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Reinforcement of the intestinal mucosal barrier via mucus-penetrating PEGylated bacteria

Abstract

The breakdown of the gut’s mucosal barrier that prevents the infiltration of microorganisms, inflammatory cytokines and toxins into bodily tissues can lead to inflammatory bowel disease and to metabolic and autoimmune diseases. Here we show that the intestinal mucosal barrier can be reinforced via the oral administration of commensal bacteria coated with poly(ethylene glycol) (PEG) to facilitate their penetration into mucus. In mice with intestinal homoeostatic imbalance, mucus-penetrating PEGylated bacteria preferentially localized in mucus at the lower gastrointestinal tract, inhibited the invasion of pathogenic bacteria, maintained homoeostasis of the gut microbiota, stimulated the secretion of mucus and the expression of tight junctions, and prevented the mice from developing colitis and diabetes. Orally delivered PEGylated bacteria may help prevent and treat gastrointestinal disorders.

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Fig. 1: Illustration of the study approach.
Fig. 2: Characterization of the PEGylated bacteria.
Fig. 3: Penetration of PEGylated bacteria in reconstituted mucus.
Fig. 4: Penetration of PEGylated bacteria in gut mucus.
Fig. 5: Inhibition of pathogen invasion and regulation of the gut microbiota.
Fig. 6: Promotion of mucus and tight junction expressions.
Fig. 7: PEGylated bacteria-mediated remission of intestinal inflammatory damages.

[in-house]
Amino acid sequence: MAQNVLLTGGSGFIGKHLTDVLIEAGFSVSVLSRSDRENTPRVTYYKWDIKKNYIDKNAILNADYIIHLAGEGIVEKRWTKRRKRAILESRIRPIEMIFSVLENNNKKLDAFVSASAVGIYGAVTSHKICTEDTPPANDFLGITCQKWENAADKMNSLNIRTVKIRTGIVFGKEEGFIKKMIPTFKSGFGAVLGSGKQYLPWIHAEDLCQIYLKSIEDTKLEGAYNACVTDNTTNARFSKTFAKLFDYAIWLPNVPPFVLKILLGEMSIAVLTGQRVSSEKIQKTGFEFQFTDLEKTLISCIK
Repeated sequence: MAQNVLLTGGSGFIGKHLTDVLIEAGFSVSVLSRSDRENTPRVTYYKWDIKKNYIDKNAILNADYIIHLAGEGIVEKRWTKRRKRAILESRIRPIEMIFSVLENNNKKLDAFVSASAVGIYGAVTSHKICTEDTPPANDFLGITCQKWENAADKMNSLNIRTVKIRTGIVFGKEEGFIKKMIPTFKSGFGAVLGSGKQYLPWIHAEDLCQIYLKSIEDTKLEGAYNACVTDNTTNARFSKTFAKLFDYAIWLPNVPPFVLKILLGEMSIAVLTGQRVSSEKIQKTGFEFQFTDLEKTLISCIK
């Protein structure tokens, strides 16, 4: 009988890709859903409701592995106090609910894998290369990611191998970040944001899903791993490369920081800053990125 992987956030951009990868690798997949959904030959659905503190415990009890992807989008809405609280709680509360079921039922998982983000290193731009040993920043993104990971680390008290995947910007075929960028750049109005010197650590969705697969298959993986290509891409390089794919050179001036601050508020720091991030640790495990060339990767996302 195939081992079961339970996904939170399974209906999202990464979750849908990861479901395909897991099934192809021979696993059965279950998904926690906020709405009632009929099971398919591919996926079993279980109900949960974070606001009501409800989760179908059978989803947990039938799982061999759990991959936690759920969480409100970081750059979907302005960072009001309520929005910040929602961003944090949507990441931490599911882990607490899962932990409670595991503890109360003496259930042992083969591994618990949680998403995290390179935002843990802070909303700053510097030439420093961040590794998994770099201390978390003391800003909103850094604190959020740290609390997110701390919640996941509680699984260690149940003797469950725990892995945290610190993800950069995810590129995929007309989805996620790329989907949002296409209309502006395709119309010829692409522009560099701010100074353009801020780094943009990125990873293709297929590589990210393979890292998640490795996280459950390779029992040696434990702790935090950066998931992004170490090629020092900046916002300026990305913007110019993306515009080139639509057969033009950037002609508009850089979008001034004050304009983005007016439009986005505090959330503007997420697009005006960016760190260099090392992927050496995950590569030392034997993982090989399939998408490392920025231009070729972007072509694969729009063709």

Fig. 8: PEGylated bacteria-mediated reduction of insulin resistance.

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Data availability

The main data supporting the results in this study are available within the paper and its Supplementary Information. The 16S ribosomal RNA gene-sequencing data are available from NCBI (accession no. PRJNA1107831). The raw and analysed datasets generated during the study are available for research purposes from the corresponding author on reasonable request. Source data for the figures are provided with this paper.

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Acknowledgements

This work was financially supported by the National Key Research and Development Program of China (2021YFA0909400), the National Natural Science Foundation of China (32201144, 32301099, 22305152, 82204503), the Interdisciplinary Program of Shanghai Jiao Tong University (YG2022QN032), the Innovative Research Team of High-Level Local Universities in Shanghai (SHSMU-ZDCX20210900), the Youth Science and Technology Talents Yang Fan Plan of Shanghai (22YF1424200), the Explorer Program of the Science and Technology Commission of Shanghai Municipality (21TS1400400) and the Shanghai Municipal Education Commission–Gaofeng Clinical Medicine Grant Support (20181704).

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Contributions

J.L. supervised the project. J.L., Y.C., S.L. and L.W. conceived and designed the experiments. Y.C., Y.Z., H.C., Z.F., H.L., M.Z., L.W. and S.L. performed all experiments. All authors analysed and discussed the data. Y.C., L.W., S.L. and J.L. wrote the paper.